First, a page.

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Excavating The Twilight

Three years after the Twilight's sinking, 40 area men from a wrecking firm worked futilely for 20 days and nights to bring up the sunken craft. In 1874, two local farmers used sounding rods to find the hull. They allegedly extracted two barrels of whiskey, but their quest was over when their fragile digging apparatus collapsed. A more formal ten-month disinterment effort in 1895 by the Kansas City Wrecking Co. located the Twilight in 23 feet of muck and sand about 100 yards from the river. The "wrecking camp" near Napoleon drew hundreds of onlookers—some peddled to the site on bicycles, others via a Missouri Pacific Railroad branch line into Lexington. Perhaps half of the original cargo—only a fraction of the five to six trainloads of freight aboard, others speculated—was removed. Left in the hold in full view of disappointed workmen were hundreds of cases of alcohol that couldn't be retrieved due to heavy rains that stopped the recovery in December, 1895. Brought up were two cases of gin; a case of Manhattan cocktails; three cases of clocks; and cases containing knives, dog collars, whiskey flasks, and rifles, shotguns, revolvers, ramrods, gunlocks, gunsmith tools and supplies. Left below for another 106 years were the hull, other major structural components and all the whiskey and gin except for several bottles of gin carried ashore and drunk by various connoisseurs.

Workmen in 1895 who recovered the then 30-year-old peaches opened the cans and ate the peaches for lunch. Those who unearthed the canned oysters weren't so fortunate. "The oysters drove the men off the sand bar," a reporter wrote. "They (the oysters) were hurled, can by can, into the far reaches of the Missouri." O'Neil wrote that workers who had used a watertight cofferdam to help reach the whiskey got so drunk that they became distracted, allowing rising waters to fill the hold and terminate the excavation.

In 1986, the Twilight was located again, this time under ten yards of sediment and much farther from the ever-shifting river. A group spent years meticulously planning the excavation. Finally, in a three-and-a-half month period in 2001, excavators brought up the complete hull (described as the only steamboat hull ever recovered); an entire 15,000-pound side paddlewheel; both ten-ton steam engines; both boilers; the water pump; the center hull's bottom timber called a "bulkhead" (it had no keel); anchor; rudder; Pitman arms; capstan, and even the fatal sycamore snags.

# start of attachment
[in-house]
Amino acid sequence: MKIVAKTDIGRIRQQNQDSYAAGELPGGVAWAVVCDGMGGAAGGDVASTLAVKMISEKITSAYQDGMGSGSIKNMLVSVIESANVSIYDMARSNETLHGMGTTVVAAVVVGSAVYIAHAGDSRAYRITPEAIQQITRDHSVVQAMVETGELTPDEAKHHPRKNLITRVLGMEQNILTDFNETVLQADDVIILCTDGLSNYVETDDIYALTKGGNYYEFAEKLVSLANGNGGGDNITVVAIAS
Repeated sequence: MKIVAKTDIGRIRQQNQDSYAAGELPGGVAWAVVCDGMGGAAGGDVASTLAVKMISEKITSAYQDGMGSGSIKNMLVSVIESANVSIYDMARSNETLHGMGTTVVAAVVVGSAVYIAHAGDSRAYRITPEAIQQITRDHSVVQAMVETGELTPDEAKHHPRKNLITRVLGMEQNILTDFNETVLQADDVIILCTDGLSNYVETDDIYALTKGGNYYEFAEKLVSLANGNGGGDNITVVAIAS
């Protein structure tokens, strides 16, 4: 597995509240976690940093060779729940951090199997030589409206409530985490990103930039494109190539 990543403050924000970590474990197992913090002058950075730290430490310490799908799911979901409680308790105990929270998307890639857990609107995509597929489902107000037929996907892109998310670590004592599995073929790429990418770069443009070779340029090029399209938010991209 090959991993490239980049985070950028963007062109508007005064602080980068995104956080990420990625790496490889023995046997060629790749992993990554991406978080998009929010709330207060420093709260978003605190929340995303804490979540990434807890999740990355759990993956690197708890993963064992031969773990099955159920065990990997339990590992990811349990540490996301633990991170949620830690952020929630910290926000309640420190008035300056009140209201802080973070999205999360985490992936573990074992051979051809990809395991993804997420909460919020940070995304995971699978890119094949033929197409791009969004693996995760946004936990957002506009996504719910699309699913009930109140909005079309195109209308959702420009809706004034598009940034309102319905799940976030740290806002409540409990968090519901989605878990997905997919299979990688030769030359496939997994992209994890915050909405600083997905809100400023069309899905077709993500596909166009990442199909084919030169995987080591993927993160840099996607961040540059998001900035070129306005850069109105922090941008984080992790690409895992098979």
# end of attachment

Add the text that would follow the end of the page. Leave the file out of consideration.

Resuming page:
The cargo has been described as "a general store down there." A partial 2001 list of recovered freight includes tools; foodstuffs; kitchen implements; cases of Old London Club Gin and Hellman's and Catawba bitters; wrenches; stoves; portable mining steam engine; tobacco; lamps; toiletries; hardware, and individual items such as a woman's ring and hairpin and a brass money clip.

No other buried, packet steamboat (than the Twilight) has been recovered in its entirety. Earlier two other steamboats, the Arabia and the Bertrand, were unearthed. The three vessels are the only interred packet steamers recovered in American history. In the final Twilight excavation, nearly 30,000 gallons of water were pumped per minute by diesel engines into the Missouri River before the boat's major components were completely removed. Workers labored inside a crater 50 feet deep and as large as a football field. They salvaged everything that turned up, usually caked in the mud." Nearly 90,000 cubic yards of soil was moved to bring up the Twilight; about 4,000 man hours were involved.

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